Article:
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Traditionally, the left arm of the law wants to regulate economics but not morality; the right wants to regulate morality but not economics. And most people can cite some affront to public morality -- heavy metal lyrics or sick jokes on drive-time radio; Miami Vice, R-rated teen splatter films, soft-core sex on cable or hard-core sex in the video stores -- that they would like to see prohibited, at least to the young. Nobody denies that art packs danger and that trash can numb the soul. "Porn is like fast food," Goldstein says. "It's fast sex, and that's its limitation." Even he, a civil libertarian, can be moved to censor. "I'm a First Amendment absolutist," he declares, "except when it comes to pedophilia." And Zappa admits to prejudices: "I would rather have my children watch a quadruple-X film than one minute of Jimmy Swaggart." But Zappa adds that he would not censor the swaggering evangelist or anyone else. "The less access you have to facts," he says, "the more you must live by rumor and rhetoric."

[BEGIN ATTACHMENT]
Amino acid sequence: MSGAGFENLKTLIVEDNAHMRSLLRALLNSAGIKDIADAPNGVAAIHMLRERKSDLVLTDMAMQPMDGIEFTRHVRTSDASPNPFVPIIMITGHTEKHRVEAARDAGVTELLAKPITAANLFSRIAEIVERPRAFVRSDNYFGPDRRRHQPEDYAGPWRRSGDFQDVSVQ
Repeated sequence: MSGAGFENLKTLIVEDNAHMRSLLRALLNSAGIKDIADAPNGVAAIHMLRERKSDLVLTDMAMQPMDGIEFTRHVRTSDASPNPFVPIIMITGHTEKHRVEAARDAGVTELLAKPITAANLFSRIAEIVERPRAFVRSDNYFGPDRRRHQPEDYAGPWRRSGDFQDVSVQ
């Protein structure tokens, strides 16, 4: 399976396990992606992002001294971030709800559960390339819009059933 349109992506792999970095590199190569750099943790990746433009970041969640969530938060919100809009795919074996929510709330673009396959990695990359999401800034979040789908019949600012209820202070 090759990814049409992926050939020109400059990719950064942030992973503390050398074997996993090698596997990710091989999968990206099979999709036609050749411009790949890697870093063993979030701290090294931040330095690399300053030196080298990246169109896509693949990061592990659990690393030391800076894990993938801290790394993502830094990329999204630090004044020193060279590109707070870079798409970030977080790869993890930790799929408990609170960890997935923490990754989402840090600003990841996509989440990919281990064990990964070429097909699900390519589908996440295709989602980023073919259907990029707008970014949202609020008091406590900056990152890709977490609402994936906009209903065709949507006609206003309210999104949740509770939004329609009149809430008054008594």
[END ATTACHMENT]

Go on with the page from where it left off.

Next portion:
In 1670 Benedict de Spinoza wrote, "In a free state everyone may think what he pleases, and say what he thinks." Modern translation: in a free state everyone may see what pleases him, and offer for public consumption what will please -- or outrage -- others. New York University Journalism Professor Lois Sheinfeld updates Spinoza: "It's difficult to live in a democracy. Sometimes we have to recognize that there will be neo-Nazis marching down the street." And sometimes there will be Faces of Death, Midnight Blue and Howard Stern. "But First Amendment rights," says Sheinfeld, "are placed beyond the reach of the majority. Their reason is to protect the speech of all. Without total protection no speech is free, all speech is at risk." Without free speech, even in its most rancid forms, we may have nothing to choose at night but old movies and "Heeeeeeeere's Johnny!"